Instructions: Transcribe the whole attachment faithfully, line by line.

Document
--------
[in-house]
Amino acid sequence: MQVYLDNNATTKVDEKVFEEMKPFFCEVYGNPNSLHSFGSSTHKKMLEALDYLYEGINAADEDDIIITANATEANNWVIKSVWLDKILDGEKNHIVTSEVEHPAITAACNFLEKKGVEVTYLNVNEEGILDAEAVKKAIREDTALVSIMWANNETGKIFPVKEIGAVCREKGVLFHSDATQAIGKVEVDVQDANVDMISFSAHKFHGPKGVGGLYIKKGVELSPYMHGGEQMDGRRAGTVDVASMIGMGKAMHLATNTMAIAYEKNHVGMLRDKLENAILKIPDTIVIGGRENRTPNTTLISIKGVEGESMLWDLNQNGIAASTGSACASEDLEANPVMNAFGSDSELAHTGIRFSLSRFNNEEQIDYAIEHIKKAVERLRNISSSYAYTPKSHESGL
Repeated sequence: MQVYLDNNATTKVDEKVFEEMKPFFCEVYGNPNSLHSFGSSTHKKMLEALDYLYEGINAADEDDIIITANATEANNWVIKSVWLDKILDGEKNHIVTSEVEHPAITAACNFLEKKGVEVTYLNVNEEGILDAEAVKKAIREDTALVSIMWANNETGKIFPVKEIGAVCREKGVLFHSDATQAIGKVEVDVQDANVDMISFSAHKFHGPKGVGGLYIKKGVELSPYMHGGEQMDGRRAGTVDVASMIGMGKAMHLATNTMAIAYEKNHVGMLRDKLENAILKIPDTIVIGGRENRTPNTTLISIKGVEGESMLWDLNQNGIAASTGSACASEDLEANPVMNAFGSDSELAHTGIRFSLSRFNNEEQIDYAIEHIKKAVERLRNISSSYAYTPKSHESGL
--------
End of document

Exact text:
[in-house]
Amino acid sequence: MQVYLDNNATTKVDEKVFEEMKPFFCEVYGNPNSLHSFGSSTHKKMLEALDYLYEGINAADEDDIIITANATEANNWVIKSVWLDKILDGEKNHIVTSEVEHPAITAACNFLEKKGVEVTYLNVNEEGILDAEAVKKAIREDTALVSIMWANNETGKIFPVKEIGAVCREKGVLFHSDATQAIGKVEVDVQDANVDMISFSAHKFHGPKGVGGLYIKKGVELSPYMHGGEQMDGRRAGTVDVASMIGMGKAMHLATNTMAIAYEKNHVGMLRDKLENAILKIPDTIVIGGRENRTPNTTLISIKGVEGESMLWDLNQNGIAASTGSACASEDLEANPVMNAFGSDSELAHTGIRFSLSRFNNEEQIDYAIEHIKKAVERLRNISSSYAYTPKSHESGL
Repeated sequence: MQVYLDNNATTKVDEKVFEEMKPFFCEVYGNPNSLHSFGSSTHKKMLEALDYLYEGINAADEDDIIITANATEANNWVIKSVWLDKILDGEKNHIVTSEVEHPAITAACNFLEKKGVEVTYLNVNEEGILDAEAVKKAIREDTALVSIMWANNETGKIFPVKEIGAVCREKGVLFHSDATQAIGKVEVDVQDANVDMISFSAHKFHGPKGVGGLYIKKGVELSPYMHGGEQMDGRRAGTVDVASMIGMGKAMHLATNTMAIAYEKNHVGMLRDKLENAILKIPDTIVIGGRENRTPNTTLISIKGVEGESMLWDLNQNGIAASTGSACASEDLEANPVMNAFGSDSELAHTGIRFSLSRFNNEEQIDYAIEHIKKAVERLRNISSSYAYTPKSHESGL